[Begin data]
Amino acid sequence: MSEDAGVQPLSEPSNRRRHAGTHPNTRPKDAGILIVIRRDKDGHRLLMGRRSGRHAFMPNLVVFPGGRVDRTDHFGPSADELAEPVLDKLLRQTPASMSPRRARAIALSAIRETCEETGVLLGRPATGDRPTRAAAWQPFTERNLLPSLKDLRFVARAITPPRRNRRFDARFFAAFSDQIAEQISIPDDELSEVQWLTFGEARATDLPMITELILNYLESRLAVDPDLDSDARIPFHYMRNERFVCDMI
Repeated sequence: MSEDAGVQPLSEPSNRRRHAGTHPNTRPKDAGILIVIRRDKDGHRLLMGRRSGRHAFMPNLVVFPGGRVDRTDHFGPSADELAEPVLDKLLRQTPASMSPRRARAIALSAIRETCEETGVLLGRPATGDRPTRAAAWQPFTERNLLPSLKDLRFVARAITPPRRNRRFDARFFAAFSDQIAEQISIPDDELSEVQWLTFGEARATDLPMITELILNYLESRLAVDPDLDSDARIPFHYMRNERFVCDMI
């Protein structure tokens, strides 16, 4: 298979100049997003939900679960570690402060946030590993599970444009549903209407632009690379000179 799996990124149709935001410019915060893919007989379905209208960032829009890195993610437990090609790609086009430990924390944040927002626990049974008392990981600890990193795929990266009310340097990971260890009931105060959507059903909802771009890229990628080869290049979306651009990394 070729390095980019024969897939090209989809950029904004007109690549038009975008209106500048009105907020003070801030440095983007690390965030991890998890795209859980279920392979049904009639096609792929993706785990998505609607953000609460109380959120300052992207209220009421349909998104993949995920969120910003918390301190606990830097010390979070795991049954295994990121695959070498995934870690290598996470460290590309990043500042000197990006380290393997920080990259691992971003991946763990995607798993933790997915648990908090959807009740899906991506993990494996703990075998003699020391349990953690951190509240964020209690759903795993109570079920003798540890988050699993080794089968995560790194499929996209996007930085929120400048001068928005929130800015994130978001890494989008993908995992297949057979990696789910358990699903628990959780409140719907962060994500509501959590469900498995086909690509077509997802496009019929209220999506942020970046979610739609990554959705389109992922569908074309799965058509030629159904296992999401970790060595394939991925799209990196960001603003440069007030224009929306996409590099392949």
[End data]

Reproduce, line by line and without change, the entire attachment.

Amino acid sequence: MSEDAGVQPLSEPSNRRRHAGTHPNTRPKDAGILIVIRRDKDGHRLLMGRRSGRHAFMPNLVVFPGGRVDRTDHFGPSADELAEPVLDKLLRQTPASMSPRRARAIALSAIRETCEETGVLLGRPATGDRPTRAAAWQPFTERNLLPSLKDLRFVARAITPPRRNRRFDARFFAAFSDQIAEQISIPDDELSEVQWLTFGEARATDLPMITELILNYLESRLAVDPDLDSDARIPFHYMRNERFVCDMI
Repeated sequence: MSEDAGVQPLSEPSNRRRHAGTHPNTRPKDAGILIVIRRDKDGHRLLMGRRSGRHAFMPNLVVFPGGRVDRTDHFGPSADELAEPVLDKLLRQTPASMSPRRARAIALSAIRETCEETGVLLGRPATGDRPTRAAAWQPFTERNLLPSLKDLRFVARAITPPRRNRRFDARFFAAFSDQIAEQISIPDDELSEVQWLTFGEARATDLPMITELILNYLESRLAVDPDLDSDARIPFHYMRNERFVCDMI
């Protein structure tokens, strides 16, 4: 298979100049997003939900679960570690402060946030590993599970444009549903209407632009690379000179 799996990124149709935001410019915060893919007989379905209208960032829009890195993610437990090609790609086009430990924390944040927002626990049974008392990981600890990193795929990266009310340097990971260890009931105060959507059903909802771009890229990628080869290049979306651009990394 070729390095980019024969897939090209989809950029904004007109690549038009975008209106500048009105907020003070801030440095983007690390965030991890998890795209859980279920392979049904009639096609792929993706785990998505609607953000609460109380959120300052992207209220009421349909998104993949995920969120910003918390301190606990830097010390979070795991049954295994990121695959070498995934870690290598996470460290590309990043500042000197990006380290393997920080990259691992971003991946763990995607798993933790997915648990908090959807009740899906991506993990494996703990075998003699020391349990953690951190509240964020209690759903795993109570079920003798540890988050699993080794089968995560790194499929996209996007930085929120400048001068928005929130800015994130978001890494989008993908995992297949057979990696789910358990699903628990959780409140719907962060994500509501959590469900498995086909690509077509997802496009019929209220999506942020970046979610739609990554959705389109992922569908074309799965058509030629159904296992999401970790060595394939991925799209990196960001603003440069007030224009929306996409590099392949």